The Internal Revenue Service is at it again. The IRS recently released a Governance Check Sheet that its examination agents will use when examining charitable organizations (other than private foundations), along with a Guide Sheetproviding instructions on how to use the Check Sheet. According to the IRS’s webpage for exempt organization governance issues, the Check Sheet “will be used by IRS’ Exempt Organizations Examination agents to capture data about governance practices and the related internal controls of organizations being examined. The data will be included in a long-term study to gain a better understanding of the intersection between governance practices and tax compliance.” These materials are in addition to the governance training materials previously released by the IRS.
The Check Sheet inquires whether certain written documents exist (mission statement, conflict of interest policy, financial reports, independent accountant’s report and management letter, document retention policy, and board minutes), whether compensation for board members and senior staff is set through a process that meets the intermediate sanctions rebuttable presumption process, and details regarding family and outside business relationships that exist among board members. The Check Sheet also incorporates a number of questions regarding the board. These questions include inquiries about the number of board meetings and whether the board reviews financial reports, the independent accountant’s report and management letter, and the charity’s Form 990.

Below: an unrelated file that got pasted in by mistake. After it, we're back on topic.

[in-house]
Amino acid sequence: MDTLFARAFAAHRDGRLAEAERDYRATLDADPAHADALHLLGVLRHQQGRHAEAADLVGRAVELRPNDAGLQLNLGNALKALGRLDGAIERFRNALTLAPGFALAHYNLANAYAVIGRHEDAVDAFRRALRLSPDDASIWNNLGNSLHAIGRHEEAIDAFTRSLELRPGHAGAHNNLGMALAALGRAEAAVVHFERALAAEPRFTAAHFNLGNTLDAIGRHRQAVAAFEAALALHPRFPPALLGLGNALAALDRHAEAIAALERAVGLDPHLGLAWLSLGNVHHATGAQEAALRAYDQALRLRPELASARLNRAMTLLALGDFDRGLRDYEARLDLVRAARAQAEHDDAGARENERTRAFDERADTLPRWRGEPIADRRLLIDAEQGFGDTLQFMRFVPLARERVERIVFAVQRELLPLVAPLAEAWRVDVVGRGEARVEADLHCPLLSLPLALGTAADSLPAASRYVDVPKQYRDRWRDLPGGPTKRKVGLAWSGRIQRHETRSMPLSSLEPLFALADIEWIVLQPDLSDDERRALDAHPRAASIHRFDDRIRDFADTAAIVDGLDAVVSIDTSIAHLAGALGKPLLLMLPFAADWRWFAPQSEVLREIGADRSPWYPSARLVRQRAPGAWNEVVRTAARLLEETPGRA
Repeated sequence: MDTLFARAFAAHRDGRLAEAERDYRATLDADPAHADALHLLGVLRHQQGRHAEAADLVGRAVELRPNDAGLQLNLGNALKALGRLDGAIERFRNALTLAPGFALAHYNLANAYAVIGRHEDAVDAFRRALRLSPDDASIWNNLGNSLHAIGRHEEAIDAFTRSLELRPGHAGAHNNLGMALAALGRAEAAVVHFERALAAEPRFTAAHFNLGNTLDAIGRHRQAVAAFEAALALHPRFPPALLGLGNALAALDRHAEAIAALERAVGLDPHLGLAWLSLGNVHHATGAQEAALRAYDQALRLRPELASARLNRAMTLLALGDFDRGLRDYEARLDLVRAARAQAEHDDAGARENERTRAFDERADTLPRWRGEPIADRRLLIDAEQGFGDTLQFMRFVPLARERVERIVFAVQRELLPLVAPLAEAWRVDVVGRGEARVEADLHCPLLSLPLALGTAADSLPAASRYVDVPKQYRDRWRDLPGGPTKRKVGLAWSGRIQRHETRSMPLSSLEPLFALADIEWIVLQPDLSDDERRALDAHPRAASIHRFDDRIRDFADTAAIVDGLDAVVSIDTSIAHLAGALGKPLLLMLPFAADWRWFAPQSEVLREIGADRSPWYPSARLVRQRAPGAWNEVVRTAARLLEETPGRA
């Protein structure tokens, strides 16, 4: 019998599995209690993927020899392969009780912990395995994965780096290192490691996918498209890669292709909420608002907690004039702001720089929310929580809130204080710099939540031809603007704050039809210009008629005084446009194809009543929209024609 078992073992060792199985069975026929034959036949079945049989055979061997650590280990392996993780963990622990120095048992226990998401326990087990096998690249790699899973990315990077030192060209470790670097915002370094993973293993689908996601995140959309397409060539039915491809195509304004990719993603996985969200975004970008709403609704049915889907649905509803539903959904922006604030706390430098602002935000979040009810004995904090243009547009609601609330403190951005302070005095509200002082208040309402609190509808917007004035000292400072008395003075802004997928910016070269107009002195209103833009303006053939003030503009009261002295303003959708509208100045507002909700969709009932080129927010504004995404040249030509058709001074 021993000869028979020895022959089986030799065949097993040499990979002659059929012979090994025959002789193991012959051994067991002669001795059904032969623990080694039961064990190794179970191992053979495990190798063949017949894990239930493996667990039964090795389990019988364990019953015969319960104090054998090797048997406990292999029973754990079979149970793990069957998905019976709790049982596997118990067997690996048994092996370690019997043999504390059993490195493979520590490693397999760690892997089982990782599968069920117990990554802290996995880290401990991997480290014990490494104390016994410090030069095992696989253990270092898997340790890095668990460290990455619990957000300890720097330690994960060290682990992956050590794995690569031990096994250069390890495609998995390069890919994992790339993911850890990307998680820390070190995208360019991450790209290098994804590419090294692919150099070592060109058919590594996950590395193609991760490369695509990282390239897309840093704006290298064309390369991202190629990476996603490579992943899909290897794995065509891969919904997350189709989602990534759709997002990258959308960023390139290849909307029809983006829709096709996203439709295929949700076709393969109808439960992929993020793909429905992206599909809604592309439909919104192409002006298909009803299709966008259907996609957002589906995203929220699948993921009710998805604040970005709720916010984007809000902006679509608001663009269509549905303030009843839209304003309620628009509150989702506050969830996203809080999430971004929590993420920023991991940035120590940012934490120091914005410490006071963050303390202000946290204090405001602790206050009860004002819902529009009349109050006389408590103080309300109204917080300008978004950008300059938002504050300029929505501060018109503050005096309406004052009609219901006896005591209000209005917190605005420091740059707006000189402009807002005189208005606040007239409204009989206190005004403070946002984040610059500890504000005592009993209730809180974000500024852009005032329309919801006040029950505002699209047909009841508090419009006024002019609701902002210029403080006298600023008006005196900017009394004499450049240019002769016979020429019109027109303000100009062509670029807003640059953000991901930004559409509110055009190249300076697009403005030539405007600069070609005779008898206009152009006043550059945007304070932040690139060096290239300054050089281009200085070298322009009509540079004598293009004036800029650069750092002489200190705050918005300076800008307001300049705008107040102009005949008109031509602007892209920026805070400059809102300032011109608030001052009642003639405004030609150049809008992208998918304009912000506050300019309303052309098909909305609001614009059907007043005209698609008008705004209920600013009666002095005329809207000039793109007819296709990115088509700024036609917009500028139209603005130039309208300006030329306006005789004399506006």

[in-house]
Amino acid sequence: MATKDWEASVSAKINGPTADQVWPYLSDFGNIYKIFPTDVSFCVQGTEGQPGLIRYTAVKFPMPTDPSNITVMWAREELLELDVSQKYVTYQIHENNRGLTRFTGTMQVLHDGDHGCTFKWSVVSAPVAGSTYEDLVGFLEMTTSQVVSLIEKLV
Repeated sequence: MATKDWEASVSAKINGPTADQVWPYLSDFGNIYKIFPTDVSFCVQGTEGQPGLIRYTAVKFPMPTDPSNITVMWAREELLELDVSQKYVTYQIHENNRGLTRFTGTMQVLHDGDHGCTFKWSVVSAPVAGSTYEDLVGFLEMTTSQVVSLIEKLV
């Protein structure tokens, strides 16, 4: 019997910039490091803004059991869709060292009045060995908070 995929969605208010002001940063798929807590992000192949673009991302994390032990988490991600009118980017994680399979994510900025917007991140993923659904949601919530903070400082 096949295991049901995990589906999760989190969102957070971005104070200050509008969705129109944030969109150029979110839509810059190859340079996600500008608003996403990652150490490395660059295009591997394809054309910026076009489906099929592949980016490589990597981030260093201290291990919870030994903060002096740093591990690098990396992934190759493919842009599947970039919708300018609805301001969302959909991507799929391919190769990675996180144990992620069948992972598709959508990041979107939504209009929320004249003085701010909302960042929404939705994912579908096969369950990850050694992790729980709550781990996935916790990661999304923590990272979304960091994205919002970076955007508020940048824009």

It will be interesting to see whether IRS agents in the field understand that the check sheet does not represent prerequisites for exemption but rather are for information gathering purposes. At least in the context of applying for tax-exempt status, our experience has been that field agents are prone to treating the IRS’ governance best practices as requirements for exempt status.